Nutritional Status and Breast Feeding Practice among Mothers Attending Lactation Management Centre

Pediatrics Research International Journal

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Saria Tasnim1, Syeda Nazia Akhtar2 and F M Anamul Haque2

1Department of Obs & Gynae. Institute of Child and Mother Health, Dhaka, Bangladesh

2Institute of Child and Mother Health, Dhaka, Bangladesh

Volume 2014 (2014), Article ID 790373, Pediatrics Research International Journal, 8 pages, DOI: 10.5171/2014.790373

Received date : 2 November 2013; Accepted date : 12 January 2014; Published date : 31 March 2014

Academic editor: Yuichiro Yamashiro

Cite this Article as: Saria Tasnim, Syeda Nazia Akhtar and F M Anamul Haque (2014), "Nutritional Status and Breast Feeding Practice among Mothers Attending Lactation Management Centre," Pediatrics Research International Journal, Vol. 2014 (2014), Article ID 790373, DOI: 10.5171/2014.790373

Copyright © 2014 Saria Tasnim, Syeda Nazia Akhtar and F M Anamul Haque. Distributed under Creative Commons CC-BY 3.0

Abstract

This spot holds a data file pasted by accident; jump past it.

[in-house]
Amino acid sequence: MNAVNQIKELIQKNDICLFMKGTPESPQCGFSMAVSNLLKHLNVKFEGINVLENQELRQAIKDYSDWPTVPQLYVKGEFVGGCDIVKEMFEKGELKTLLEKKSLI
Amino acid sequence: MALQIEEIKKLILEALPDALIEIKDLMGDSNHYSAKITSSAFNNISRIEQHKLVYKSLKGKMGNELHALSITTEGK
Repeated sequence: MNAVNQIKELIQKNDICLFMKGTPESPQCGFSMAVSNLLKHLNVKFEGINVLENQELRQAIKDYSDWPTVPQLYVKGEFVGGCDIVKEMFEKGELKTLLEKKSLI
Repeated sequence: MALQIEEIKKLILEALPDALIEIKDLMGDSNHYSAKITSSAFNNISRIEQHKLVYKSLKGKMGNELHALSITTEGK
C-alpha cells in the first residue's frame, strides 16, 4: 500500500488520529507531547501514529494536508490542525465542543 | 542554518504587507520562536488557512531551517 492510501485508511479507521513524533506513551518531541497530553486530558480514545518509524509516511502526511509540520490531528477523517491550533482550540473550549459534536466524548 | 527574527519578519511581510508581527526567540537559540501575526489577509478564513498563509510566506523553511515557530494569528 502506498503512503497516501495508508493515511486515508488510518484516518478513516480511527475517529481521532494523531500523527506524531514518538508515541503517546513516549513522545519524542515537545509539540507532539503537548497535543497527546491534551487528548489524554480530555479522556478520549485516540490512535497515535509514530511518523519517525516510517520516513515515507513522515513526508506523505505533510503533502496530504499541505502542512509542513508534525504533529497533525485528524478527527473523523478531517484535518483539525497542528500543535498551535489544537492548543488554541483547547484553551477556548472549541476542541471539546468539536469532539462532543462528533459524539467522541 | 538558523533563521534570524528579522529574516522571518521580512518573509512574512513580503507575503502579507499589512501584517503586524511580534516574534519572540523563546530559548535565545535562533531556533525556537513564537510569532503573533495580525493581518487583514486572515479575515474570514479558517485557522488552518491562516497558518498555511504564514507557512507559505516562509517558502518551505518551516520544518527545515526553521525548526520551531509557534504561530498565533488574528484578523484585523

Breast feeding is universally practiced in Bangladesh however, the recommended practice of exclusive breast feeding for 6 months is not followed optimally. Motivation-The purpose of this study was to assess nutritional status of mothers attending the lactation management centre, and to find out their breast feeding practices and the reason for attending lactation management centre. Design-This was a cross sectional study conducted at the institute of Child and Mother Health (ICMH) from March to April 2012 among the mothers attending lactation management centre. Data were collected using structured questionnaire. Findings-A total 106 mothers were interviewed. Among them 8.3% were adolescents. Most of the infants were below 6 month old, and 58.7% were <30 days old. Exclusive breast feeding was reported by 52%. Regarding the type of feeding in the last 24 hours, 60% received only breast milk 32.4% and had breast feeding and artificial milk, and only 2.9% received complementary feeding Ä• Breast feeding. The main reason for attending LMC was not enough milk (25%), breast problem (26%) and 21.2% stated lack of knowledge.  About 70.9% had average body build, and only 4.9% have a body mass index < 18.5. There was no relation between body mass index of the mother and the exclusive breast feeding. Exclusively, breastfeeding was more among mothers who took antenatal care in last pregnancy. Implication-Lactation problems are more likely in the first month of the baby, and feeling of insufficient milk in the breast is a major threat to sustenance of exclusive breast feeding. Maternal nutritional status does not relate with breast feeding practices.